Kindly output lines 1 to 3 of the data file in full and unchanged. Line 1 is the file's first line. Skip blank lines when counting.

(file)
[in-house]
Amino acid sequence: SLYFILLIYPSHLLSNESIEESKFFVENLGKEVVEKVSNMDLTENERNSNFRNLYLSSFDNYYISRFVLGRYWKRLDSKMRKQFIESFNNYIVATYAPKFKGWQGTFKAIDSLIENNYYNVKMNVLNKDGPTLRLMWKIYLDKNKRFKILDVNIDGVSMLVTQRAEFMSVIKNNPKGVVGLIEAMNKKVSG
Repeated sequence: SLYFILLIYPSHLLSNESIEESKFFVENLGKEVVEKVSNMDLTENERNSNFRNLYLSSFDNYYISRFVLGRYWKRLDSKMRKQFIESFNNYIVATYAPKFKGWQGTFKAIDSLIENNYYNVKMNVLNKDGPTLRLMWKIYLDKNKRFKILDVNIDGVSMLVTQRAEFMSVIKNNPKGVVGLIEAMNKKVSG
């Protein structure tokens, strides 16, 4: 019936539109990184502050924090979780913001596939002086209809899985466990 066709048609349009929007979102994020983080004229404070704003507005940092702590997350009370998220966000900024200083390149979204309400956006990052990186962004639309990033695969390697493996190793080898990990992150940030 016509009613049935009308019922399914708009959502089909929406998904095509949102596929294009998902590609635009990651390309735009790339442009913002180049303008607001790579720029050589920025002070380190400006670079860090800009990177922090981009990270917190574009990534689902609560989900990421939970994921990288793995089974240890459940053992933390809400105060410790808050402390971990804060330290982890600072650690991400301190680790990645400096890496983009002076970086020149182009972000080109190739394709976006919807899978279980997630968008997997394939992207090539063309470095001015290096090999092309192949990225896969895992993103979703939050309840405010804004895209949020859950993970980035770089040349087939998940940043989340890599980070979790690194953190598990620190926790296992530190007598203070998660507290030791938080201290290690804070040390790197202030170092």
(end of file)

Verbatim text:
[in-house]
Amino acid sequence: SLYFILLIYPSHLLSNESIEESKFFVENLGKEVVEKVSNMDLTENERNSNFRNLYLSSFDNYYISRFVLGRYWKRLDSKMRKQFIESFNNYIVATYAPKFKGWQGTFKAIDSLIENNYYNVKMNVLNKDGPTLRLMWKIYLDKNKRFKILDVNIDGVSMLVTQRAEFMSVIKNNPKGVVGLIEAMNKKVSG
Repeated sequence: SLYFILLIYPSHLLSNESIEESKFFVENLGKEVVEKVSNMDLTENERNSNFRNLYLSSFDNYYISRFVLGRYWKRLDSKMRKQFIESFNNYIVATYAPKFKGWQGTFKAIDSLIENNYYNVKMNVLNKDGPTLRLMWKIYLDKNKRFKILDVNIDGVSMLVTQRAEFMSVIKNNPKGVVGLIEAMNKKVSG